Why Apple doesn't care that a quarter of all iPhone users eventually switch to Android

iPhone 12
iPhone 12 (Image credit: Apoorva Bhardwaj / Android Central)

Apple doesn't care that nearly 26% of its users switch to different platforms between quarters because it is focusing on encouraging users to buy all of the products in its broader functional ecosystem, experts say. They add that users are likely switching over to Android phones to save money.

During the Epic Games vs. Apple trial, internal documents showed evidence of "meaningful switching" of smartphone users quarter-over-quarter. The highest percentage of users switching was between Q1 2020 and Q2 2020, which saw 26% of users switch from iOS to Android. This timeframe is particularly interesting as it marks the period that typically follows the announcement and release of new iPhones.


Source: Apple (Image credit: Source: Apple)
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Epic Games said during the trial that Apple's App Store is anti-competitive and monopolistic, and doesn't allow developers to earn fairly. Apple said during the trial that "Epic wants us to be Android, but we don't want to be," and indicated that there needs to be a single highly curated App Store in order to protect users' privacy, security, and reliability.

Ben Bajarin, CEO and principal analyst at Creative Strategies in California, said in an interview that a lot of people thought the number of users switching away from Apple was a lot smaller, and that more people were switching away from Android.

"The point (Apple) was trying to make, and questionable as to whether it's a valid point, is that people do switch. They're certainly not switching 40% of the time, but they use that stat and say look 20% or somewhere north of that some, on a quarterly basis, do leave iOS to go to an Android," he said.

"Their point is that switching does happen, but again it goes both ways; there's growth to their platform. People do switch from Android to iOS, but in general, it's not a large number."

Would having iMessage on Android make a difference?

iMessage open on an iPhone X

Source: Daniel Bader / Android Central (Image credit: Source: Daniel Bader / Android Central)

During the same trial between Epic Games and Apple, it was revealed that Apple was in favor of bringing iMessage to Android as early as 2013. The company wasn't convinced that this would be the right move and said it would "take more than a marginally better app" to get users to switch to iMessage from the best Android Messaging apps such as WhatsApp. Apple said that iMessage on Android "would simply serve to remove an obstacle to iPhone families giving their kids Android phones."

Bajarin indicated that perhaps if Android phones had services like iMessage, the percentage of switching over might be higher, but it really isn't a factor for why users are switching now.

"My gut would say, maybe that number would be a little bit higher for someone who is just willing to try something different. But most of those people came back to iPhones for other reasons. I don't think iMessage alone is essentially a deal-breaker," he said. "Users just wanted to try something different. They tried it, vetted it, and was like I still prefer iOS."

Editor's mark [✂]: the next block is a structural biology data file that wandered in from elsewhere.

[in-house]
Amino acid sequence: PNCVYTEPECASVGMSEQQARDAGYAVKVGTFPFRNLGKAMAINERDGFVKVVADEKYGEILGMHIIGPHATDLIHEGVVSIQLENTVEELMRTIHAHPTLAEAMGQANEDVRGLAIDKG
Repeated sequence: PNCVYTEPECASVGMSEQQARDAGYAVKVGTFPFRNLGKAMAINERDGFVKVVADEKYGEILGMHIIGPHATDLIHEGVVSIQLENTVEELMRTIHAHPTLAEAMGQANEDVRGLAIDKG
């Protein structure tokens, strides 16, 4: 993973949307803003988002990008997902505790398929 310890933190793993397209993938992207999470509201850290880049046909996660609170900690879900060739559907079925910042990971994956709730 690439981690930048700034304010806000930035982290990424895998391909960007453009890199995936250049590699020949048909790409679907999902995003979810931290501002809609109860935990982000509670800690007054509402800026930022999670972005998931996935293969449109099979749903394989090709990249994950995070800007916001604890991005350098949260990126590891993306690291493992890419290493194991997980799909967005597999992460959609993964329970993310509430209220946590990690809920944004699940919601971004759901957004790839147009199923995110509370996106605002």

So why do users switch from iOS to Android?

Google Pixel 4a

Source: Andrew Martonik / Android Central (Image credit: Source: Andrew Martonik / Android Central)

Neil Shah, vice-president of research at Counterpoint Research, said in an interview that one reason many users switch is because they find better deals for other phones.

"Many iPhone users have been holding on to their phones longer, so by the time when they are ready to upgrade (they see that), the price of flagship new iPhones have gotten more expensive. So many users who can't afford and find an attractive carrier or OEM deal are likely to switch," he said, adding that a brand new OnePlus flagship is almost a third of the price of an iPhone flagship.

In China, users spend the most time in one or two apps such as WeChat, so it doesn't matter to them if they are on an iOS or Android.

Shah also explained that many iPhone users have hand-me-downs or refurbished phones, in which case the phone's user experience isn't optimum, "so when they are due for an upgrade, they are also likely to shift out of the iOS ecosystem unless they are locked in."

"There's also a case where some Android users might have moved to an iPhone but couldn't get used to the UI or felt claustrophobic coming from an open system like Android, so they switch back or out of an iPhone," he said.

And in some cases, the user is focused on what apps they are using most and don't necessarily care about the type of phone they're using, Shah added.

When you buy a phone, you're buying a lifestyle and Apple has created that ecosystem


Source: Apple (Image credit: Source: Apple)

Shah added that Apple has also been a "master" at locking users into an ecosystem, making it difficult to switch to another platform. He said that smartphone users who are on their second or third smartphone are more likely to decide if an ecosystem benefits their lifestyle.